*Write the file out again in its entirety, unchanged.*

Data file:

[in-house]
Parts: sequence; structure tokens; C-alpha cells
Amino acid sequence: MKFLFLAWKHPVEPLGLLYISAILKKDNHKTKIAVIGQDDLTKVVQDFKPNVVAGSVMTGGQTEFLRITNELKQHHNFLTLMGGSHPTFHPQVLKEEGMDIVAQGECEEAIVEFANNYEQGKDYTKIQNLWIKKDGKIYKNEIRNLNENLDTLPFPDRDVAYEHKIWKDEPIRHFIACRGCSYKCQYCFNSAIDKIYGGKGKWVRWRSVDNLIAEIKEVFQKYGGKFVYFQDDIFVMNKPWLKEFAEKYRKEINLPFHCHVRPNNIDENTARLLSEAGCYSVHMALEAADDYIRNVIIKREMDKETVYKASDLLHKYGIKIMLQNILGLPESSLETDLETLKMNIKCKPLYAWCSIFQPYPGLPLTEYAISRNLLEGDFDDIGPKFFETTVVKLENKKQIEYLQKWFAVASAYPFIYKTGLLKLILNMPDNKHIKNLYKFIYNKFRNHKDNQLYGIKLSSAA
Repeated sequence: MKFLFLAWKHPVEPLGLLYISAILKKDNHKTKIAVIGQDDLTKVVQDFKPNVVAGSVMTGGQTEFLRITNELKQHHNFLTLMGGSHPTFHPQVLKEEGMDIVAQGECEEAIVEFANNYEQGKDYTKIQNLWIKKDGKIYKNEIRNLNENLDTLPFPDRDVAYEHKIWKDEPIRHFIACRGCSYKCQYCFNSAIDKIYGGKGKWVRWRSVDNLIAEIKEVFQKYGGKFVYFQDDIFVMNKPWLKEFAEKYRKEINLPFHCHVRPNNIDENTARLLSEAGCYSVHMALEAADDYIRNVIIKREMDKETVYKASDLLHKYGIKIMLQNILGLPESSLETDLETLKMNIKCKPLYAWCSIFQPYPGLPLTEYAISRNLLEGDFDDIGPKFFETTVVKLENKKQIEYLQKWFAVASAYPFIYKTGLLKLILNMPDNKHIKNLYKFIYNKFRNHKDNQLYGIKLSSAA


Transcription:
[in-house]
Parts: sequence; structure tokens; C-alpha cells
Amino acid sequence: MKFLFLAWKHPVEPLGLLYISAILKKDNHKTKIAVIGQDDLTKVVQDFKPNVVAGSVMTGGQTEFLRITNELKQHHNFLTLMGGSHPTFHPQVLKEEGMDIVAQGECEEAIVEFANNYEQGKDYTKIQNLWIKKDGKIYKNEIRNLNENLDTLPFPDRDVAYEHKIWKDEPIRHFIACRGCSYKCQYCFNSAIDKIYGGKGKWVRWRSVDNLIAEIKEVFQKYGGKFVYFQDDIFVMNKPWLKEFAEKYRKEINLPFHCHVRPNNIDENTARLLSEAGCYSVHMALEAADDYIRNVIIKREMDKETVYKASDLLHKYGIKIMLQNILGLPESSLETDLETLKMNIKCKPLYAWCSIFQPYPGLPLTEYAISRNLLEGDFDDIGPKFFETTVVKLENKKQIEYLQKWFAVASAYPFIYKTGLLKLILNMPDNKHIKNLYKFIYNKFRNHKDNQLYGIKLSSAA
Repeated sequence: MKFLFLAWKHPVEPLGLLYISAILKKDNHKTKIAVIGQDDLTKVVQDFKPNVVAGSVMTGGQTEFLRITNELKQHHNFLTLMGGSHPTFHPQVLKEEGMDIVAQGECEEAIVEFANNYEQGKDYTKIQNLWIKKDGKIYKNEIRNLNENLDTLPFPDRDVAYEHKIWKDEPIRHFIACRGCSYKCQYCFNSAIDKIYGGKGKWVRWRSVDNLIAEIKEVFQKYGGKFVYFQDDIFVMNKPWLKEFAEKYRKEINLPFHCHVRPNNIDENTARLLSEAGCYSVHMALEAADDYIRNVIIKREMDKETVYKASDLLHKYGIKIMLQNILGLPESSLETDLETLKMNIKCKPLYAWCSIFQPYPGLPLTEYAISRNLLEGDFDDIGPKFFETTVVKLENKKQIEYLQKWFAVASAYPFIYKTGLLKLILNMPDNKHIKNLYKFIYNKFRNHKDNQLYGIKLSSAA